When I was in kindergarten, my favorite activity was sculpting figures with Play-Doh. I loved the smell and the way it oozed between my fingers when I squeezed it. Mrs. Honnald would place the cans on the table for us to share; this was the part I didn’t like. I wanted my own can. Of course, my parents taught me to share, but I still wanted my own. When it came to Play-Doh, the more I had; the better sculptures I could create.
Sharing doesn’t come easy to my favorite bird, the hummingbird, which frequent our feeder each year. In fact, these feisty, delicate creatures have no concept of sharing. If you want to add some excitement to your backyard, hang a hummingbird feeder or two and watch the wars begin.
The most common hummingbird in the Carolinas is the Ruby-throated Hummingbird. They’re also the smallest bird. A hummingbird can rotate their wings in a circle, allowing them to be the only bird that can fly backwards, up, down, sideways or stay perfectly still in space.
For such a tiny creature, these birds use more energy, and eat constantly, despite weighing only 2 to 3 grams. If we ate as much as a hummingbird, we would have to eat around 30,000 calories a day. They must eat late into the night and be early risers in the morning because if they sleep too long, they could starve to death.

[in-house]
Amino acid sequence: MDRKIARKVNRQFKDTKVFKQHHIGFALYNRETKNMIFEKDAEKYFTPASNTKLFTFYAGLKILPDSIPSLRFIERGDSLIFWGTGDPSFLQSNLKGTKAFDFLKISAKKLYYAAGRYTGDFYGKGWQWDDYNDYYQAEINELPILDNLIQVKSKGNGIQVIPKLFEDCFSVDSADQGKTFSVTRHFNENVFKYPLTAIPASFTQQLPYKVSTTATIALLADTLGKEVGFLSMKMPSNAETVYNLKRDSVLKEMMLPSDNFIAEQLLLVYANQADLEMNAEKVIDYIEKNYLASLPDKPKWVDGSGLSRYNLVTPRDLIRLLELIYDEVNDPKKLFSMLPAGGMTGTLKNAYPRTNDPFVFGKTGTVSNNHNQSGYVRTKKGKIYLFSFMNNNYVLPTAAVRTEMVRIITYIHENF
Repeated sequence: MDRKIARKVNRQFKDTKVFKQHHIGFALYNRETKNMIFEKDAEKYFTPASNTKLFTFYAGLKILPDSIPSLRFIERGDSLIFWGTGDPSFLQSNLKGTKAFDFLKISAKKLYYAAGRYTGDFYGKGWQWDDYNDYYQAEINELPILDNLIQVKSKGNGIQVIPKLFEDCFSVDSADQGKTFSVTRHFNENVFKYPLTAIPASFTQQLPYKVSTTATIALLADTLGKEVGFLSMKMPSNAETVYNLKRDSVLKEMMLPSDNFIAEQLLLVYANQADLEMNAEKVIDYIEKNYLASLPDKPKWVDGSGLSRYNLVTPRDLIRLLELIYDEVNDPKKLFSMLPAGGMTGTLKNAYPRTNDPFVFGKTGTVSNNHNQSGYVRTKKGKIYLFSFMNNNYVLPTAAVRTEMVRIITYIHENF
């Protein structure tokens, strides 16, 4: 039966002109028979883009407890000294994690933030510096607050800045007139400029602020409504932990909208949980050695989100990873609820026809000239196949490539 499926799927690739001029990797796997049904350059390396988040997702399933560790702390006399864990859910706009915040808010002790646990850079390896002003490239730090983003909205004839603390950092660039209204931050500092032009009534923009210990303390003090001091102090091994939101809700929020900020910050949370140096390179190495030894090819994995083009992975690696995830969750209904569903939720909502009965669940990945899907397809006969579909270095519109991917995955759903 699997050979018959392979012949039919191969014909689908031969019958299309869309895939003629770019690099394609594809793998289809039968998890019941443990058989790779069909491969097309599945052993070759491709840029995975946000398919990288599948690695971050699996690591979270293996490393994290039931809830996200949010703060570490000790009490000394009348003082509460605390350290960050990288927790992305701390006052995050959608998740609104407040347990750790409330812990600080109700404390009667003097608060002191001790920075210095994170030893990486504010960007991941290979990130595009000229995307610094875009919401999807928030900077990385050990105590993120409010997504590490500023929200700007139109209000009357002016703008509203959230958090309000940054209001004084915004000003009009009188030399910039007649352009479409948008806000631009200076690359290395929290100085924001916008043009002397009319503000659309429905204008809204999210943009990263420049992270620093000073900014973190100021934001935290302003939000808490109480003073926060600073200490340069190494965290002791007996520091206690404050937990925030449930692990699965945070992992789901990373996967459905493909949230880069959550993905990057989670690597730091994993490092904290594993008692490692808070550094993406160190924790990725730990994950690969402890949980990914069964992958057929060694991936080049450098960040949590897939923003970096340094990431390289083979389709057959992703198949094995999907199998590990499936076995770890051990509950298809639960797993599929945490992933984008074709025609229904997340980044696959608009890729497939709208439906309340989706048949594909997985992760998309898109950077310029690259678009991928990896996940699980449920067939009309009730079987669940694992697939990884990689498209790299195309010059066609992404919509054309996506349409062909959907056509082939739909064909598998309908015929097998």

The hummingbird has the largest heart in proportion to its body. It pumps 200 beats per minute at rest and 1000 during flight. They expend a huge amount of energy on their down and upstroke, so they must stay fortified. Nectar, from certain flowers, is their primary source of food. We mix sugar and water in our feeders. The sweeter the juice, the more exciting and acrobatic the wars become.
The aggressive behavior is typically strong in early summer when the birds claim their territory and defend their nests. Hummingbirds are intensely territorial when it comes to their feeding source. They appear to be the most angry and selfish well into the fall, as they fight for their prime feeding territory, in preparation for migration. These ill-tempered birds can be amazing to witness as they battle to maintain control of the feeder.
If another bird dares a quick sip at the feeder, while one is already drinking, he’ll make his move. In a split second, he swoops out of the sky and rams him off the feeder. They’re absolutely incredible creatures. One thing I’ve learned as they return each year is, like me and my Play-Doh; these little guys don’t want to share.